Smrk Mountain South Snowshoeing Trail Introduction
The Beskydy Mountains have some fine choices when it comes to snowshoeing trails in the Czech Republic. Smrk (Spruce Mountain) is not such a popular hiking destination as the nearby Lysa Hora anyway but the south side is less popular still, so it can feel like you’ve got the whole mountain to yourself! The route up the south side of Smrk is steep but not especially demanding or dangerous. Unlike the more popular northern route, it has superb views across the Slovak border to the Fatra and Tatra mountains. The car park at the start point takes longer to get to than the northern route which starts on the main road in Ostravice but that’s another point in its favour for me.
Smrk Mountain South Snowshoeing Trail Map
Click on the map below to open it in a new tab.
Smrk Mountain South Snowshoeing Trail Gallery
Smrk Mountain South Snowshoeing Trail Description
The Smrk Mountain South snowshoeing trail starts at the car park of Hotel Srdce Beskyd (Heart of the Beskydys Hotel), which is free of charge. Just before the car park, there is an area used by logging trucks to load up – do not park there!
A word of warning before we start: I really, really, recommend being able to use a map and compass when snowshoeing on this trail. If the weather is cloudy on the summit, then I would say it’s essential. Visibility will be limited, wind chill will be significant and where the forest thins out, there are very few clearly identifiable points on the ground other than the contours. GPS signals on most smartphones can be unreliable in bad weather and battery life can be reduced at low temperatures.
The first part of the trail is on a road but it is not treated during the winter and is often hard packed ice from the logging trucks. You might find ice grips for your boots useful here. It is also part of ‘NS Wolfram’ (Educational Trail Wolfram), which originally had occasional information boards giving information about Parachute Group Wolfram. Wolfram was a group of Free Czech commandos trained in Britain during World War Two and parachuted into the area round Smrk in the autumn of 1944. Sadly, some of the boards are gone, others have faded in the sunlight and due to the remote location, they were only ever written in Czech. As time allows, I would like to find the missing information and translate it into English but that’s a subject for another post!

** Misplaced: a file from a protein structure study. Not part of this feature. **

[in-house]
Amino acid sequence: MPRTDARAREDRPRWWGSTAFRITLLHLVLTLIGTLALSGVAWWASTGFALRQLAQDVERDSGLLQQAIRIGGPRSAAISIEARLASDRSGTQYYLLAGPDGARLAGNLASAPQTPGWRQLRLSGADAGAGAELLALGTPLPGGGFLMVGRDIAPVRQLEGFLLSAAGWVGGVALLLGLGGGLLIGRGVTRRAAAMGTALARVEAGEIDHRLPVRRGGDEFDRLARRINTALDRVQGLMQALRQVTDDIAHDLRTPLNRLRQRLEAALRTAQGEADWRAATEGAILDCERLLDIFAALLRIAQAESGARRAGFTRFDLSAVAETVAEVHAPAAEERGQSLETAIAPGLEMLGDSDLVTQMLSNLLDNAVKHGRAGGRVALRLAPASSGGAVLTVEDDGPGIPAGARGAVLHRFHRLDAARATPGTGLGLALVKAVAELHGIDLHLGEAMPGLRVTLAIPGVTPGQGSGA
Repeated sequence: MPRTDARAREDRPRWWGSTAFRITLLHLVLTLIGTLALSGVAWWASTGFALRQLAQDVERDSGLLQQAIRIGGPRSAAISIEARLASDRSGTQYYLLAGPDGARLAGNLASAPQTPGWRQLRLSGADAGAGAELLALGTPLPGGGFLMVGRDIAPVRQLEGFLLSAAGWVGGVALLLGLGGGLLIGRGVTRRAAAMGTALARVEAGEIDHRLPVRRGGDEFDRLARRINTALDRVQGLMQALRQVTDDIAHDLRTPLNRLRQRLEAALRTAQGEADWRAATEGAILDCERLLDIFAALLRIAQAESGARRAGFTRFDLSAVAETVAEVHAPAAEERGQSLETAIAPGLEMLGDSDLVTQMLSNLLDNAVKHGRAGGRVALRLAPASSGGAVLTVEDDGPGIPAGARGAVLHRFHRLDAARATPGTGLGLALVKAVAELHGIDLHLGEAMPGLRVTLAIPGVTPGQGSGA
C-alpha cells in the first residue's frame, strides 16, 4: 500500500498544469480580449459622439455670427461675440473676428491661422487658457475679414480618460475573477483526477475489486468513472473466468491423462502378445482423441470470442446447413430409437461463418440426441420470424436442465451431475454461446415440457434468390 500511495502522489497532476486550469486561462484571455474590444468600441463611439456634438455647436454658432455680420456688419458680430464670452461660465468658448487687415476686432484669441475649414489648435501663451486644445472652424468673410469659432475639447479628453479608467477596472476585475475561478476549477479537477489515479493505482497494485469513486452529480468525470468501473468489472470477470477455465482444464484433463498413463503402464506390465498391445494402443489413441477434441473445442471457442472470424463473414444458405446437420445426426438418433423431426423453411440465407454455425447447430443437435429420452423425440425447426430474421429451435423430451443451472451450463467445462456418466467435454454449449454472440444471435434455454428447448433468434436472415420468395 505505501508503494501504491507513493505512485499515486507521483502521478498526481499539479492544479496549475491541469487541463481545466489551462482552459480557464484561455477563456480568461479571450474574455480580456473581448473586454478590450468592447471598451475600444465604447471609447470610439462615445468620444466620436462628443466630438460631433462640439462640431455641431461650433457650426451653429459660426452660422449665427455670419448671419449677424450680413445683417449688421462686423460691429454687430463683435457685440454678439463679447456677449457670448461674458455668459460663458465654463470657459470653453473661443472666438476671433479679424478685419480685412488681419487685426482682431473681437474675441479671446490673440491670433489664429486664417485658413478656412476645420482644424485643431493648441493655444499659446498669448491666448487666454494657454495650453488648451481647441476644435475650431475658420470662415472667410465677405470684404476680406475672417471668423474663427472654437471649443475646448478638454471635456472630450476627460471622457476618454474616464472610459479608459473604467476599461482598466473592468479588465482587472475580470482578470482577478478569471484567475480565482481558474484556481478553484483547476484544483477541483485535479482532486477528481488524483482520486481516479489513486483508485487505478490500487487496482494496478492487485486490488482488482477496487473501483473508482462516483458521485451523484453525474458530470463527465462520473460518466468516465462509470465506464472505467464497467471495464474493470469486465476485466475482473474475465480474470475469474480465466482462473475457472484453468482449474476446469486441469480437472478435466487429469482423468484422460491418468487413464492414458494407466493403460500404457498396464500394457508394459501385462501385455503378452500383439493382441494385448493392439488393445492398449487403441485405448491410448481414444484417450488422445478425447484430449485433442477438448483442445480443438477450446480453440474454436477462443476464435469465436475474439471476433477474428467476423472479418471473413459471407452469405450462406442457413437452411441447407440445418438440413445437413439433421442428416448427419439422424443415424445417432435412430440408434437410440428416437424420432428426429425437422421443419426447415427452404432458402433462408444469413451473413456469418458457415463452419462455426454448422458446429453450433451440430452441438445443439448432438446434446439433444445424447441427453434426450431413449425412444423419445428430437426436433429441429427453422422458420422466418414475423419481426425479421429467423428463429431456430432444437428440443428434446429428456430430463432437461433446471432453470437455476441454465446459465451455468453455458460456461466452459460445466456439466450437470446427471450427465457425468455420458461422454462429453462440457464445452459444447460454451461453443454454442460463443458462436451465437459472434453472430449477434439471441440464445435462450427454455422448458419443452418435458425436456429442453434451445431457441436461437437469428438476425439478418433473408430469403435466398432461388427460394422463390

As the Wolfram trail leaves the road and heads up into the forest, the snowshoe trail begins. It is also a favourite area for alpine skiers, so watch out for them – they might be coming the other way and be surprised to see you. Snowshoeing trails in the Czech Republic are really just hiking trails. Snowshoeing is not such a popular activity as alpine or cross-country skiing.
Winter is the perfect time to see who you are sharing the mountains with. I saw tracks from lynx, rodents, wild pigs, hares and possibly deer, as well as more domesticated animals such as dogs and skiers!
The mixed forest gives way to softwood higher up, mostly spruce with some larch and pine. As you get nearer the summit, they get much shorter and the views open up to the south and east. Just before the thicker trees on the summit is probably the best place to seek out the best landscape photo opportunities.
Approaching the summit along the ridge, you really have to pay attention to the contours. The marked trail (red) is buried under the snow and the marks painted on the trees can be hard to spot at a distance. The trees clear and there is a clear marker at the actual summit, as well as views to the north over the Moravian Gate lowlands to the Jeseniky Mountains on the northern border with Poland. If you continue 150 metres or so past the summit on the red trail, you will pass the memorials to Jan Palach and John Lennon. These were built before the Velvet Revolution by people who held anti-communist views and met up in isolated, inaccessible places like the summit of Smrk where they could speak freely.
The route back can be the same as the route up if you like or you can follow the route shown on the map link above. Unless the visibility is bad, the navigation is a little easier. The path is buried under the snow and in the softwood forest, as before, it might be better to follow the contours and keep your eyes open for trail markers. Once you get lower down, by the signpost at Polana and on to the blue trail, the trees are denser and the path is much more clearly visible. Finally, you pass by a meadow with disused ski lift equipment and come to a stone cross by a road. Leave the blue path, turn left through the farmyard and you’re back by the car park. I hope you enjoy the route!